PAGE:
On the (Rest of the) Net.

Elizabeth Nolan Brown writes in defence of Hugo Schwyzer’s inclusion in feminism. Brilliant; it’s kind of what I wish I had written.

On Katherine Heigl’s failed career and women in Hollywood:

“Much has been said… about how Heigl herself has created the fiasco that has become her career—her alleged difficult behaviour on set, her unpopular public statements about the projects she’s involved in, her perceived irritability—but this has more to do with media gender bias than Heigl herself. For instance, Daniel Craig and Matt Damon have recently taken to making increasingly brash public statements about projects they’ve worked on, their personal politics and views on modern society—and no one has criticized them, questioned their box-office viability or used their gender to explain their remarks. Like Sean Penn, they’re men in an industry dominated by men—and unless they’re saying something overtly racist, they can say just about whatever they like, and in the case of Charlie Sheen, they might even be applauded for it.” [HuffPo]

Rick Morton attempts to dissect the “frothy mixture of lube and fecal matter that is sometimes the byproduct of anal sex” that is Rick Santorum. [MamaMia]

Madonna and black culture. [Steven Stanley]

The latest trend in YouTubing: asking viewers if you’re ugly. [Jezebel]

Rachel Hills on the launch of Sunday Life’s daily website, Daily Life, its viral pet name #DailyWife, and how women’s issues are relegated to the “lifestyle” pages:

“… I’ve wondered why everything pertaining to women is classified under ‘Life and Style’, and I’ve wondered why ‘lifestyle journalism’ is so often boiled down to advertorial for fashion and beauty products (answer: probably because the associated advertising is what pays for writers like me). I’ve wondered if the fact that writing related to gender politics is usually published in ‘Life and Style’ or colour magazine supplements contributes to the perception that… female journalists write pointless ‘pap’.” [Musings of an Inappropriate Woman]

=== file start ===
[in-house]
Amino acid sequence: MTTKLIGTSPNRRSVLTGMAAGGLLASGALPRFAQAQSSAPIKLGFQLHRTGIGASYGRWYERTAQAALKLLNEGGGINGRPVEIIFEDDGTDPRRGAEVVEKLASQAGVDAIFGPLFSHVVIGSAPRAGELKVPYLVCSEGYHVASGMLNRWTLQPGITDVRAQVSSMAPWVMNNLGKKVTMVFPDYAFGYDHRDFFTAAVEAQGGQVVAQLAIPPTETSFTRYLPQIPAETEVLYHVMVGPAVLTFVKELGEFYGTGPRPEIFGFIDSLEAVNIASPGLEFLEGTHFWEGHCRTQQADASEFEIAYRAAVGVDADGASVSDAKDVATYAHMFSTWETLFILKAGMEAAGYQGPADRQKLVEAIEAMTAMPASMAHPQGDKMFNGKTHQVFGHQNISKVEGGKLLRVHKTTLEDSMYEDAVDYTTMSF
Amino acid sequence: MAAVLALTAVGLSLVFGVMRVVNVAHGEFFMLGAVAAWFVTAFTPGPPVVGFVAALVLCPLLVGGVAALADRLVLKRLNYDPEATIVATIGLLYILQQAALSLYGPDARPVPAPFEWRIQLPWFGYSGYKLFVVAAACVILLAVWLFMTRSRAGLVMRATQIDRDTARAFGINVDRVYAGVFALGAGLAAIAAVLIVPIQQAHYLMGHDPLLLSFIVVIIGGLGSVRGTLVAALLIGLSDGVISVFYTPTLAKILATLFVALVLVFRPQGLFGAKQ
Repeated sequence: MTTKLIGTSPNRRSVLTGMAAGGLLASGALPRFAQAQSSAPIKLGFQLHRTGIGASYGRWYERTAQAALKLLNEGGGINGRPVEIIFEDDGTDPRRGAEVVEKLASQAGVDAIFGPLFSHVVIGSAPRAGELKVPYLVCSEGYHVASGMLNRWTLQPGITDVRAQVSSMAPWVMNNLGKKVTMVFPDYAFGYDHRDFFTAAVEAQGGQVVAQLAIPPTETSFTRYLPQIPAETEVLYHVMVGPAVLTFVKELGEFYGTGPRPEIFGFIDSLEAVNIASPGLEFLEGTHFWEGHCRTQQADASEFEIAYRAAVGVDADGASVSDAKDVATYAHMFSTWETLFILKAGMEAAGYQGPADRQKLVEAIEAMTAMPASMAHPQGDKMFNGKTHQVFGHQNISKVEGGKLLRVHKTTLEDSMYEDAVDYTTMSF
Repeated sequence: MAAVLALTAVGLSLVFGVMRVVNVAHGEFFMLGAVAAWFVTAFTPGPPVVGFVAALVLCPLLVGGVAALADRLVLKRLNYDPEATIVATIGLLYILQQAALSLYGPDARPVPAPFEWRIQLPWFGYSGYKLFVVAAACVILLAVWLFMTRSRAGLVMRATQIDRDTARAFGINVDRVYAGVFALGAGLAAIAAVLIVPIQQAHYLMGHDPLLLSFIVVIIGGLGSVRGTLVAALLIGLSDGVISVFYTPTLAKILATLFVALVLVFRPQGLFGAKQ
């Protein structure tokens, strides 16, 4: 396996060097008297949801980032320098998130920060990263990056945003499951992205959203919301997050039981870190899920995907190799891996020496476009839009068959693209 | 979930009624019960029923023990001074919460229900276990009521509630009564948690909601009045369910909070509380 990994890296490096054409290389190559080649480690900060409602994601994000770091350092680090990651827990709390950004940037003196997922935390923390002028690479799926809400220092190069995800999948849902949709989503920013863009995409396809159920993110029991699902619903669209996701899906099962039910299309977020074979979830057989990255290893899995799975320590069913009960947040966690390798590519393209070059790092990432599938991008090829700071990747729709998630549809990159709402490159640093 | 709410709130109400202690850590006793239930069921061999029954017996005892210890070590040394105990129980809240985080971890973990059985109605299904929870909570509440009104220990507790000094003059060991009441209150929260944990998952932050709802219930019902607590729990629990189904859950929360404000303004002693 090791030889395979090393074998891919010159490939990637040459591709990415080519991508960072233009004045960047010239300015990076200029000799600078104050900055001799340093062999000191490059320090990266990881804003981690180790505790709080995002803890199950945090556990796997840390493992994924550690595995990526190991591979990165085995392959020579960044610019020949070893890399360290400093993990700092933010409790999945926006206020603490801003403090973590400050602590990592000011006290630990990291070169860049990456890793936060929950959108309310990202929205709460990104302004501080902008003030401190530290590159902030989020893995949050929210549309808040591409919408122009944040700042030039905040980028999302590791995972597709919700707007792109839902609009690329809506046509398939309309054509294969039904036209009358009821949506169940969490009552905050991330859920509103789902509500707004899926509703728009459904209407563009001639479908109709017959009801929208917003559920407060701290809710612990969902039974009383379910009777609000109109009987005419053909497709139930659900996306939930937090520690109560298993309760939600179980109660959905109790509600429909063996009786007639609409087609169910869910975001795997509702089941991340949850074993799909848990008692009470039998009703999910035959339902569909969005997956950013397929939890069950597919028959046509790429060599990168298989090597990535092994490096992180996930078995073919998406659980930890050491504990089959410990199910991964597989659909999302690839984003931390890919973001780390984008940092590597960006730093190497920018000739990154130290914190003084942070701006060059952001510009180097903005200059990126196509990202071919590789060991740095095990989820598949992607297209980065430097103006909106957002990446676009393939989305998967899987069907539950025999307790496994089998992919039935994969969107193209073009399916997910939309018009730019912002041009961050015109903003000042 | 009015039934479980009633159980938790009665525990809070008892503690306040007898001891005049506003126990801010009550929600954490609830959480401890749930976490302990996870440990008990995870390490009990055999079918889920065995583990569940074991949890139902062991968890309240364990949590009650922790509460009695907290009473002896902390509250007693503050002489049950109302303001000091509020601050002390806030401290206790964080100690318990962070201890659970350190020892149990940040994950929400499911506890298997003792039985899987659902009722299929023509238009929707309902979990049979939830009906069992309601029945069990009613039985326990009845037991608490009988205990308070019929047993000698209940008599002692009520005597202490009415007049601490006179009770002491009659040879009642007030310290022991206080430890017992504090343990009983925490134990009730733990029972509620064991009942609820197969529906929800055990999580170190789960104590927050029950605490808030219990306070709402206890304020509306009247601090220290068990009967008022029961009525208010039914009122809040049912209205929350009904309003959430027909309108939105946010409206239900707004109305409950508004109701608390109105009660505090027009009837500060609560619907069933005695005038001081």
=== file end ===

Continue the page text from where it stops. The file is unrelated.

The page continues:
Why atheism is akin to being a pariah in the U.S. [Slate]

And now for the Chris Brown portion of the program…

Russell Simmons is a Brown apologist and compares his assault on Rihanna to the problems of Disney kids. Yeah, except Britney Spears, Lindsay Lohan and Demi Lovato never hurt anyone but themselves. [Global Grind]

Why Brown’s behaviour sucks, this time from a psychological point of view. [Slate]

We failed the young ladies who tweeted they’d let Chris Brown beat them:

“We failed you when Charlie Sheen was allowed and eagerly encouraged to continue to star in movies and have a hit television show that basically printed him money after he shot Kelly Preston ‘accidentally’ and he hit a UCLA student in the head when she wouldn’t have sex with him and he threatened to kill his ex-wife Denise Richards and he held a knife to his ex-wife Brooke Mueller’s throat. We failed you when Roman Polanski received an Oscar even though he committed a crime so terrible he hasn’t been able to return to the United States for more than thirty years. We failed you when Sean Penn fought violently with Madonna and continued a successful, critically acclaimed career and also received an Oscar.

“We fail you every single time a (famous) man treats a woman badly, without legal, professional, or personal consequence.” [The Rumpus]

One of my favourite professional wrestlers, straightedger CM Punk, challenges Brown to fight someone his own size. [Jezebel]

And ANOTHER stand up guy challenges Brown to a fight! [Deadspin]

On the (Rest of the) Net.

If you didn’t get a chance to catch Go Back to Where You Came From on SBS last night, Wednesday or Tuesday night’s, check it out on the website. Do yourself a favour: it really is eye-opening stuff, whichever side of the asylum-seeking fence you sit on (and you’d better be on the right one, dammit!). And here’s MamaMia’s Rick Morton’s take on the show.